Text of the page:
The Creation

- 1871-1938

And God stepped out on space,
And he looked around and said:
I'm lonely—
I'll make me a world.

And far as the eye of God could see
Darkness covered everything,
Blacker than a hundred midnights
Down in a cypress swamp.

Then God smiled,
And the light broke,
And the darkness rolled up on one side,
And the light stood shining on the other,
And God said: That's good!

Then God reached out and took the light in his hands,
And God rolled the light around in his hands
Until he made the sun;
And he set that sun a-blazing in the heavens.
And the light that was left from making the sun
God gathered it up in a shining ball
And flung it against the darkness,
Spangling the night with the moon and stars.
Then down between
The darkness and the light
He hurled the world;
And God said: That's good!

Then God himself stepped down—
And the sun was on his right hand,
And the moon was on his left;
The stars were clustered about his head,
And the earth was under his feet.
And God walked, and where he trod
His footsteps hollowed the valleys out
And bulged the mountains up.

Then he stopped and looked and saw
That the earth was hot and barren.
So God stepped over to the edge of the world
And he spat out the seven seas—
He batted his eyes, and the lightnings flashed—
He clapped his hands, and the thunders rolled—
And the waters above the earth came down,
The cooling waters came down.

Then the green grass sprouted,
And the little red flowers blossomed,
The pine tree pointed his finger to the sky,
And the oak spread out his arms,
The lakes cuddled down in the hollows of the ground,
And the rivers ran down to the sea;
And God smiled again,
And the rainbow appeared,
And curled itself around his shoulder.

Then God raised his arm and he waved his hand
Over the sea and over the land,
And he said: Bring forth! Bring forth!
And quicker than God could drop his hand,
Fishes and fowls
And beasts and birds
Swam the rivers and the seas,
Roamed the forests and the woods,
And split the air with their wings.
And God said: That's good!

Then God walked around,
And God looked around
On all that he had made.
He looked at his sun,
And he looked at his moon,
And he looked at his little stars;
He looked on his world
With all its living things,
And God said: I'm lonely still.

Then God sat down—
On the side of a hill where he could think;
By a deep, wide river he sat down;
With his head in his hands,
God thought and thought,
Till he thought: I'll make me a man!

Up from the bed of the river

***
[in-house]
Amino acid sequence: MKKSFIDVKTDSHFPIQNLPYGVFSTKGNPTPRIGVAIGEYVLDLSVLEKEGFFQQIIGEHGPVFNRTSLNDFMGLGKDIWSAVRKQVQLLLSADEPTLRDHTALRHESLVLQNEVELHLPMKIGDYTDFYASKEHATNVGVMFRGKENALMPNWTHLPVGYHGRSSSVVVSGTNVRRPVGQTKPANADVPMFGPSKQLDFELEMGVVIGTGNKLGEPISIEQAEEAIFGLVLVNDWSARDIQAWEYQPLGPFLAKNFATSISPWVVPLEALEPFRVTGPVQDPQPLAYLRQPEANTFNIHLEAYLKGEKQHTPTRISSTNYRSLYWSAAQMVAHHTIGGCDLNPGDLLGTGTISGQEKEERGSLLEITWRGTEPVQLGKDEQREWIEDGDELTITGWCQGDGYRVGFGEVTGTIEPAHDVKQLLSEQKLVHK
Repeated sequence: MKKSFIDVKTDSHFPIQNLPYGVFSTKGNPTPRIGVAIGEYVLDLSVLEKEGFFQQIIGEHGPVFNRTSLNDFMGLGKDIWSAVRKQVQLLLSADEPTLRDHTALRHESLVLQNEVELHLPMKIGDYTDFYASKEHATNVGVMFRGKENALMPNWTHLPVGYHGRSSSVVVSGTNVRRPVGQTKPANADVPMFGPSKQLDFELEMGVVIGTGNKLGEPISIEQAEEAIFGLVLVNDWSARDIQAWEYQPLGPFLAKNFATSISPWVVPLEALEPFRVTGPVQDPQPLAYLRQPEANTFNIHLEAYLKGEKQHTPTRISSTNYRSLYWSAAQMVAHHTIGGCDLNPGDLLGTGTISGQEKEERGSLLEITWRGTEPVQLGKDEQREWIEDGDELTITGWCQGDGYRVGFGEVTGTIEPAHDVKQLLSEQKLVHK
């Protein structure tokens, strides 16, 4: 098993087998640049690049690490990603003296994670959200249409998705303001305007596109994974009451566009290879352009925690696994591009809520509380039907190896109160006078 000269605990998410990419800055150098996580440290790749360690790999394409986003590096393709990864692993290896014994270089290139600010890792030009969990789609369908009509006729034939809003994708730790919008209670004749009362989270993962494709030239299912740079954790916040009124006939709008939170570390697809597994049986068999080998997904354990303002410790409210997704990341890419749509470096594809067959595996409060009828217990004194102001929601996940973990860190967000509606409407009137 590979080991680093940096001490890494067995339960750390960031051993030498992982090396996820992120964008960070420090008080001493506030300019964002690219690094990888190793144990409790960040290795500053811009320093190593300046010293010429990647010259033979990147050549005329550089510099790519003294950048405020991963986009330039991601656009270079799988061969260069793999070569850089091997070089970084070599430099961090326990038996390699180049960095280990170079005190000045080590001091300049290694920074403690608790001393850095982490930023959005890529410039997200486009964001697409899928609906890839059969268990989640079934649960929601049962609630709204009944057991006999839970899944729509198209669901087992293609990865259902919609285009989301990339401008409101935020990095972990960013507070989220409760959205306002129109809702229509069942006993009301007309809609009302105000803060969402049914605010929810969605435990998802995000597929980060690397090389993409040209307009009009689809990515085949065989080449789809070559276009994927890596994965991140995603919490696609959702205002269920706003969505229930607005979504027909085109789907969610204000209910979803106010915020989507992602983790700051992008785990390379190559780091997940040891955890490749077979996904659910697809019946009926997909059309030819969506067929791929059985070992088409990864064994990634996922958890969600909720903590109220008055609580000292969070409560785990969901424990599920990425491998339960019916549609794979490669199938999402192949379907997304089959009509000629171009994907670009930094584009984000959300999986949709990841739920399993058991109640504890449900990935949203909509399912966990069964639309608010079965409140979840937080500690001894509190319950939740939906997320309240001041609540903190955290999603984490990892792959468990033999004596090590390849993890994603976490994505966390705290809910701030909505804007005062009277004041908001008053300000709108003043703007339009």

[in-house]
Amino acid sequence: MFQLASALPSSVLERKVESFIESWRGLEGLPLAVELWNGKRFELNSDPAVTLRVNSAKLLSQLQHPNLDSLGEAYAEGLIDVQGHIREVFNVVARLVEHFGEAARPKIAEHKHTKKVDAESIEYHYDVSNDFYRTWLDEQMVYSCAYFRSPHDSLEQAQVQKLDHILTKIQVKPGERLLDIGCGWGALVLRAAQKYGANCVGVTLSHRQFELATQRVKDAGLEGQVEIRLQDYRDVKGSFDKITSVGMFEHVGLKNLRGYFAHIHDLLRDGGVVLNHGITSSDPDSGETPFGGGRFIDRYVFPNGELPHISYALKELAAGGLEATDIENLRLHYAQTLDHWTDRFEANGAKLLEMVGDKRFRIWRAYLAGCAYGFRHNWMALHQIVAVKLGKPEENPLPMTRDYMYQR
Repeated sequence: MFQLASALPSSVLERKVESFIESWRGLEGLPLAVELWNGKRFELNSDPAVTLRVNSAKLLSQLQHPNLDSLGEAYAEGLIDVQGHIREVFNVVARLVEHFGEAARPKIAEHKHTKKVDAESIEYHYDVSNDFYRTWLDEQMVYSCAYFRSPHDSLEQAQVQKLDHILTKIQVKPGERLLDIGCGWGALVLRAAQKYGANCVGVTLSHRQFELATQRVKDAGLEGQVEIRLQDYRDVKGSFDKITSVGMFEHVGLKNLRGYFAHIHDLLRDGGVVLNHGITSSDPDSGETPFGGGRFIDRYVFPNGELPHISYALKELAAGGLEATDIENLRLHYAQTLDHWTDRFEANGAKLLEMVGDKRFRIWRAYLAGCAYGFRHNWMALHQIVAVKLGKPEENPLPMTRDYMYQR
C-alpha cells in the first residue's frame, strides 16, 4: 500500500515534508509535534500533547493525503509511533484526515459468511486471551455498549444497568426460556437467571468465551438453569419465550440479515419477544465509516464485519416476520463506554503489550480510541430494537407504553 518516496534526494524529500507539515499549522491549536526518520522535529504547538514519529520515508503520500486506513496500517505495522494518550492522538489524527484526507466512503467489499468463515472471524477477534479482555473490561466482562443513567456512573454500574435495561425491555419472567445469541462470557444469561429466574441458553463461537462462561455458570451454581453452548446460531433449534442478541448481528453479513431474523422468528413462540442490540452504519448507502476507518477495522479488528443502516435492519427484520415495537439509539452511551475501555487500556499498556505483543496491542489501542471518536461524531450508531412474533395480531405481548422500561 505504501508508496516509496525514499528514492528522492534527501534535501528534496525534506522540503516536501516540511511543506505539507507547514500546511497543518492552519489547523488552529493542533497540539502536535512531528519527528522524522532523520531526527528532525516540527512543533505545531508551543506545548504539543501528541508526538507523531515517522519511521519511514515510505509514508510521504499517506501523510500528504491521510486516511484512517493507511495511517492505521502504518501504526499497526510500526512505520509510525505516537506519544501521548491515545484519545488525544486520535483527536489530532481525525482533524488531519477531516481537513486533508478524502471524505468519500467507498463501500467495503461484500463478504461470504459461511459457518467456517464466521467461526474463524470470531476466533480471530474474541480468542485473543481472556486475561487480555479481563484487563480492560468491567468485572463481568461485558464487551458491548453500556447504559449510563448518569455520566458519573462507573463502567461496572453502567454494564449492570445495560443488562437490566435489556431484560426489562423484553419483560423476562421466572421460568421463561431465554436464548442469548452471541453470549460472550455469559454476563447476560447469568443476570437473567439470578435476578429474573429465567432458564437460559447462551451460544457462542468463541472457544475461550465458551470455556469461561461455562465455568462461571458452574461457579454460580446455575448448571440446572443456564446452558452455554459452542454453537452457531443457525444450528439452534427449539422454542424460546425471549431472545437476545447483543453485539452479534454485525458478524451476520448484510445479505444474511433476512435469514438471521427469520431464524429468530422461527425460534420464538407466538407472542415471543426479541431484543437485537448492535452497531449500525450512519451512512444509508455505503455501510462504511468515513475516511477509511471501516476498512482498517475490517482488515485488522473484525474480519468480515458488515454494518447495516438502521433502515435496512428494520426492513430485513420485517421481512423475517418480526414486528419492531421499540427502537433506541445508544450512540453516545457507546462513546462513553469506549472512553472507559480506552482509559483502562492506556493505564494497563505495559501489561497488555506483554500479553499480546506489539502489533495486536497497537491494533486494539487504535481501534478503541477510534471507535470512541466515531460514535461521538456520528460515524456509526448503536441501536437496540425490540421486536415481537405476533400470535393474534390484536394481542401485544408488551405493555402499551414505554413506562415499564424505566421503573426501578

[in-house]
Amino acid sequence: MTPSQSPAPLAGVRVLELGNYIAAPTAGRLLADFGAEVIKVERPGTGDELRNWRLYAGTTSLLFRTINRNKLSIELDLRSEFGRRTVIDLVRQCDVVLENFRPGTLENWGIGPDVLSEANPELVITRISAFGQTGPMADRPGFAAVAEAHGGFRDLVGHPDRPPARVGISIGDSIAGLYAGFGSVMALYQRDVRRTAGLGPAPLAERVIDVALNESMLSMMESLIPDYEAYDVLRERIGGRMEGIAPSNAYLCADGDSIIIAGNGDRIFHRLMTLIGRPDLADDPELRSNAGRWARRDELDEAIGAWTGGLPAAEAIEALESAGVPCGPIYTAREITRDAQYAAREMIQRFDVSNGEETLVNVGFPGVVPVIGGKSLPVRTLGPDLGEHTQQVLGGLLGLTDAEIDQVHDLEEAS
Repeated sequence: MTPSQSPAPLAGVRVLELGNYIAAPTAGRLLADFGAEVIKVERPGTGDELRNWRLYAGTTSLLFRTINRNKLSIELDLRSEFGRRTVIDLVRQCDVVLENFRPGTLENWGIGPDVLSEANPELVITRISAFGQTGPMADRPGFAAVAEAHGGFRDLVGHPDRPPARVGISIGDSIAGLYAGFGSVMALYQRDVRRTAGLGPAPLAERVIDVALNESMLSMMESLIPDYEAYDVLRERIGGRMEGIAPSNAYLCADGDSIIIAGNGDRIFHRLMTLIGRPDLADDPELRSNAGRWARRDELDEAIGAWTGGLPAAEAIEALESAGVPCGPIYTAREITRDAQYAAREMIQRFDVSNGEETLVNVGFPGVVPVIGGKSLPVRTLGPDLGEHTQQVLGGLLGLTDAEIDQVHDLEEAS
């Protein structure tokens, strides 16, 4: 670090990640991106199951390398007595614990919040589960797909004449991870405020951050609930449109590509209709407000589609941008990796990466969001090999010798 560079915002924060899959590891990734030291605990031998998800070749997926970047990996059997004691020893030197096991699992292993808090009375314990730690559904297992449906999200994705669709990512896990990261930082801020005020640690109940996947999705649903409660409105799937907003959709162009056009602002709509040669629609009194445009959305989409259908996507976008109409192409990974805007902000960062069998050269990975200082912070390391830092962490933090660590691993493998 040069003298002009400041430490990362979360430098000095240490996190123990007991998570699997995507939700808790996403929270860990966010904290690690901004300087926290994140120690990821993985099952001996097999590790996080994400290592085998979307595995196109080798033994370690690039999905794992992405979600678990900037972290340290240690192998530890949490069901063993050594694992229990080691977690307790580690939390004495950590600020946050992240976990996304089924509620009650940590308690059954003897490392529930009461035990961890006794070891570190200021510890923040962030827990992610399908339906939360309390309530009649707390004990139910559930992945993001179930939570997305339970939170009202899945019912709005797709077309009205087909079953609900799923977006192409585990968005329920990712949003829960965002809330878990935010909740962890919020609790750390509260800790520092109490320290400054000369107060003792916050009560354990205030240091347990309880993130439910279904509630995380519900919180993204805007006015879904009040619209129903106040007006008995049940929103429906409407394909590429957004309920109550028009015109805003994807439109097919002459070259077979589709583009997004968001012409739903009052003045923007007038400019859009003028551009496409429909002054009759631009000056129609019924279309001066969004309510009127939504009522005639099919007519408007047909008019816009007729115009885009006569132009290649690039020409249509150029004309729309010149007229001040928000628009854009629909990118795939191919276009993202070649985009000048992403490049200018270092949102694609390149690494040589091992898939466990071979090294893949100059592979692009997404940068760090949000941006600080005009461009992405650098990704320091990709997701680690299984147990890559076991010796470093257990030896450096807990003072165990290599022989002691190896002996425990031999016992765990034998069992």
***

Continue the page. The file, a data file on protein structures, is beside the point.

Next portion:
God scooped the clay;
And by the bank of the river
He kneeled him down;
And there the great God Almighty
Who lit the sun and fixed it in the sky,
Who flung the stars to the most far corner of the night,
Who rounded the earth in the middle of his hand;
This great God,
Like a mammy bending over her baby,
Kneeled down in the dust
Toiling over a lump of clay
Till he shaped it in is his own image;

Then into it he blew the breath of life,
And man became a living soul.
Amen.      Amen.

Listen, Lord: A Prayer


(A Prayer from God's Trombones)

O Lord, we come this morning
Knee-bowed and body-bent
Before Thy throne of grace.
O Lord—this morning—
Bow our hearts beneath our knees,
And our knees in some lonesome valley.
We come this morning—
Like empty pitchers to a full fountain,
With no merits of our own.
O Lord—open up a window of heaven,
And lean out far over the battlements of glory,
And listen this morning.

Lord, have mercy on proud and dying sinners—
Sinners hanging over the mouth of hell,
Who seem to love their distance well.
Lord—ride by this morning—
Mount Your milk-white horse,
And ride-a this morning—
And in Your ride, ride by old hell,
Ride by the dingy gates of hell,
And stop poor sinners in their headlong plunge.

And now, O Lord, this man of God,
Who breaks the bread of life this morning—
Shadow him in the hollow of Thy hand,
And keep him out of the gunshot of the devil.
Take him, Lord—this morning—
Wash him with hyssop inside and out,
Hang him up and drain him dry of sin.
Pin his ear to the wisdom-post,
And make his words sledge hammers of truth—
Beating on the iron heart of sin.
Lord God, this morning—
Put his eye to the telescope of eternity,
And let him look upon the paper walls of time.
Lord, turpentine his imagination,
Put perpetual motion in his arms,
Fill him full of the dynamite of Thy power,
Anoint him all over with the oil of Thy salvation,
And set his tongue on fire.

And now, O Lord—
When I've done drunk my last cup of sorrow—
When I've been called everything but a child of God—
When I'm done traveling up the rough side of the mountain—
O—Mary's Baby—
When I start down the steep and slippery steps of death—
When this old world begins to rock beneath my feet—
Lower me to my dusty grave in peace
To wait for that great gittin'-up morning—Amen.

The Gift to Sing

Sometimes the mist overhangs my path,
And blackening clouds about me cling;
But, oh, I have a magic way
To turn the gloom to cheerful day—
      I softly sing.

And if the way grows darker still,
Shadowed by Sorrow’s somber wing,
With glad defiance in my throat,
I pierce the darkness with a note,
       And sing, and sing.

I brood not over the broken past,
Nor dread whatever time may bring;
No nights are dark, no days are long,
While in my heart there swells a song,
       And I can sing.

The Glory of the Day Was in Her Face

The glory of the day was in her face,
The beauty of the night was in her eyes.
And over all her loveliness, the grace
Of Morning blushing in the early skies.

And in her voice, the calling of the dove;
Like music of a sweet, melodious part.
And in her smile, the breaking light of love;
And all the gentle virtues in her heart.

And now the glorious day, the beauteous night,
The birds that signal to their mates at dawn,
To my dull ears, to my tear-blinded sight
Are one with all the dead, since she is gone.